The Telegraph
Thursday , May 22 , 2014
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Relic with Buddha’s remains to return home

- Art, culture & youth affairs department starts work on constructing stupa and world-class museum

The relic casket containing the remains Lord Buddha, kept at Patna Museum after excavation in Vaishali, would return home.

The casket, one of the eight parts of the holy relics of Lord Buddha, was given to the Lichchhavis of Vaishali. It was later enshrined at a mud stupa in the 6th century BC from where it was discovered in the late 1950s. The casket was brought to Patna Museum in 1972. Visitors have to pay a separate Rs 500 to see the relic casket.

Now, the art, culture and youth affairs department has started a bidding process to developing a Buddha Smriti Stupa, a modern pagoda, in Vaishali that would enshrine the holy relic casket.

Along with the stupa, a world-class theme museum — Buddha Samyak Darshan Sangrahalaya — would also be developed over an area of 72.94 acres. The museum would have exhibition galleries with original artefacts, 3D models and multi-media presentations, art gallery, an interpretation centre and other features.

“We have started the land acquisition process for the stupa and the new museum in Vaishali (around 55km north of Patna). The process of selecting a consultant, who would prepare the master plan and concept design of the twin structures, has also started. We would select the consultant in the next two months and six months’ time would be given to furnish the detailed project report for the development of the structures,” said a senior official in the art, culture and youth affairs department.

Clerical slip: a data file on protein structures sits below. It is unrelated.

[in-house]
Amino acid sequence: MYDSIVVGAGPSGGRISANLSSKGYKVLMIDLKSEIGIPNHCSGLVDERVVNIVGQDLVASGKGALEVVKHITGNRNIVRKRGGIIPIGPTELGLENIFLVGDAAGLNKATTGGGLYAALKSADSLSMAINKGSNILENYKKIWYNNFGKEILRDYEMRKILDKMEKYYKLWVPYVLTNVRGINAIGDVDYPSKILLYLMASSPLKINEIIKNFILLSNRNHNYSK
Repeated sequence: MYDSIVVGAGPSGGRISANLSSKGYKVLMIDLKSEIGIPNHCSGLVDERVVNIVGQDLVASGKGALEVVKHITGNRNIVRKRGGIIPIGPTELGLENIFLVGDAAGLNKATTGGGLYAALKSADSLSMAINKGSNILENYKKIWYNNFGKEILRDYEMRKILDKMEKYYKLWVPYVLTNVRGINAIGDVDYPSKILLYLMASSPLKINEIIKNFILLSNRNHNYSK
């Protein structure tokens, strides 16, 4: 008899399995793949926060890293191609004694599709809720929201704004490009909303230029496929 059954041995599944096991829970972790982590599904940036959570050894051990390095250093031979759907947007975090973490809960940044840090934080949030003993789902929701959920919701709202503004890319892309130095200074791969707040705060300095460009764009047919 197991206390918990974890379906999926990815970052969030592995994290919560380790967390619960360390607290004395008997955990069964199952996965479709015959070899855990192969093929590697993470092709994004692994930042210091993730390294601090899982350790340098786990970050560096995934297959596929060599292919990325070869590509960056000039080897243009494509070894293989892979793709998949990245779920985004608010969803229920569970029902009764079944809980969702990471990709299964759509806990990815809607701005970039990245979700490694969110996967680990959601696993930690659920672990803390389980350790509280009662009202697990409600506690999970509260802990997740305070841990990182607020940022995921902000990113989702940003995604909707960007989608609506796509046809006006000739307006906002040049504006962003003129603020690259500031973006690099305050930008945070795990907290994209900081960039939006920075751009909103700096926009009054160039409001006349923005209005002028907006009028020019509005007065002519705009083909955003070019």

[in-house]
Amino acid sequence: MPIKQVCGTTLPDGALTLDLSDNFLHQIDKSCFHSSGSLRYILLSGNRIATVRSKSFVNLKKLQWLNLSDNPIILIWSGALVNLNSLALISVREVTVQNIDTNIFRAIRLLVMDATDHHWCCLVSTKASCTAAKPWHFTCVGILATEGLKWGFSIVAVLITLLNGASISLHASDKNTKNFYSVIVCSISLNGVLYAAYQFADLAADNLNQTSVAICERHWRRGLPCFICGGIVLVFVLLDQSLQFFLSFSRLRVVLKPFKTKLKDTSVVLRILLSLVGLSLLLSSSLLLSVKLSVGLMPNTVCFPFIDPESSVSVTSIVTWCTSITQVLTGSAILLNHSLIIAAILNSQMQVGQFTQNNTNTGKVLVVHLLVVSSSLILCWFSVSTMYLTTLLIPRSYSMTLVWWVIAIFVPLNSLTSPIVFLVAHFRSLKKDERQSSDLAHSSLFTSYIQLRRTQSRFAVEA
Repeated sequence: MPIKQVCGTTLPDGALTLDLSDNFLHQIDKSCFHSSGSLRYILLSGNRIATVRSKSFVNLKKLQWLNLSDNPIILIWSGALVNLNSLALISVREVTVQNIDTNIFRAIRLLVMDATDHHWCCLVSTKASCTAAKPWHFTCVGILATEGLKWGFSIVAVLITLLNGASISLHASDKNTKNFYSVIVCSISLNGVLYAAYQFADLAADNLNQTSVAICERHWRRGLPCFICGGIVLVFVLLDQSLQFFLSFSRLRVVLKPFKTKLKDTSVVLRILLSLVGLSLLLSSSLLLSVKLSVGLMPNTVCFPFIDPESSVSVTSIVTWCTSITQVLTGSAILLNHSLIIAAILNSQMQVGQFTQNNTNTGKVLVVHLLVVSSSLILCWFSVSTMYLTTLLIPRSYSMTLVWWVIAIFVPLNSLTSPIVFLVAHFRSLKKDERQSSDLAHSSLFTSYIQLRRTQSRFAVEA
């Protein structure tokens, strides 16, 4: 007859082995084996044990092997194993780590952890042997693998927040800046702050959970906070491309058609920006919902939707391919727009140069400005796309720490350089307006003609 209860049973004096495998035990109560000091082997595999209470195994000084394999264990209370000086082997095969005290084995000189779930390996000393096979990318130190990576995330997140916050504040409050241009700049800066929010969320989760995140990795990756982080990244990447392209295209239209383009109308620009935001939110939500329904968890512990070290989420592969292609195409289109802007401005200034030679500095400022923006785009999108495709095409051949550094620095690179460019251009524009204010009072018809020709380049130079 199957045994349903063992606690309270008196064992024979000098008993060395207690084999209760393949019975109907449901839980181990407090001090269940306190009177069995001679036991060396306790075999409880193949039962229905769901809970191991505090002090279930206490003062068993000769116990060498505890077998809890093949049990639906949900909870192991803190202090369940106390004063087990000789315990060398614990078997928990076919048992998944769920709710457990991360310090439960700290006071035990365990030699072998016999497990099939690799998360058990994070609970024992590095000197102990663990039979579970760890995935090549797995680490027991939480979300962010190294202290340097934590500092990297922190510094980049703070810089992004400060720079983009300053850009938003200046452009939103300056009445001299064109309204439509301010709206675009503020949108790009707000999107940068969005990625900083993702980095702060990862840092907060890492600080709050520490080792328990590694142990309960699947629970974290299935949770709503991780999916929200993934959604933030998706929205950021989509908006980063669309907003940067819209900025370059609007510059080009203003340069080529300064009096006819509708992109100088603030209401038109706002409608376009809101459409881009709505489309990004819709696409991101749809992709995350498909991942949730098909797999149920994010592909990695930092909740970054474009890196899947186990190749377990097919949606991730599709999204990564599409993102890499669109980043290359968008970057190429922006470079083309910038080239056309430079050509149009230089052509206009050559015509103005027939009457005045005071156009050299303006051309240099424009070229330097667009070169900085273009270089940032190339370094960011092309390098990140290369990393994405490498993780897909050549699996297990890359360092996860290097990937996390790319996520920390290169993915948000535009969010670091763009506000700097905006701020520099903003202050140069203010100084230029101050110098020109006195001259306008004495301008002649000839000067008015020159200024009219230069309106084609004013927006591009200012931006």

Vaishali enjoys rich historical significance especially with regard to Jainism and Buddhism. It was the capital of the Vajji republic, the world’s first republic with duly elected representatives, around the 6th century. Lord Buddha preached his last sermon at Vaishali too.

The relic casket to be kept at the Smriti Stupa was first discovered during an exploration of Vaishali by Patna-based K.P. Jayaswal Research Institute around 1958-1960. Bijoy Kumar Chaudhary, the director of the institute, said on Wednesday: “The relic casket was discovered by archaeologist late AS Altekar at the northern end of Baniya village near the Ruksoviya tank.”

As both Smriti Stupa and the museum would be focused on Lord Buddha’s mahaparinirvana and major incidents of his life, he would be the common theme.

The Smriti Stupa-cum-museum is proposed to be conceptualised as a hollow stupa.

The Buddha Samyak Darshan Sangrahalaya would utilise animated short films to acquaint the visitors with the heritage of Buddhism for a complete insight on Buddha. The proposed Smriti Stupa would be developed on the lines of the Global Vipassana Pagoda (stupa) in Mumbai.

The art, culture and youth affairs department official said: “The museum would utilise new methods and multi-sensory aids to make the overall experience more interactive. The initial plan envisages the use of three-dimensional models depicting eight important events and incidents in the life of Lord Buddha. Other audio-visual and multi-media inputs would also be used to enhance the exhibition gallery.”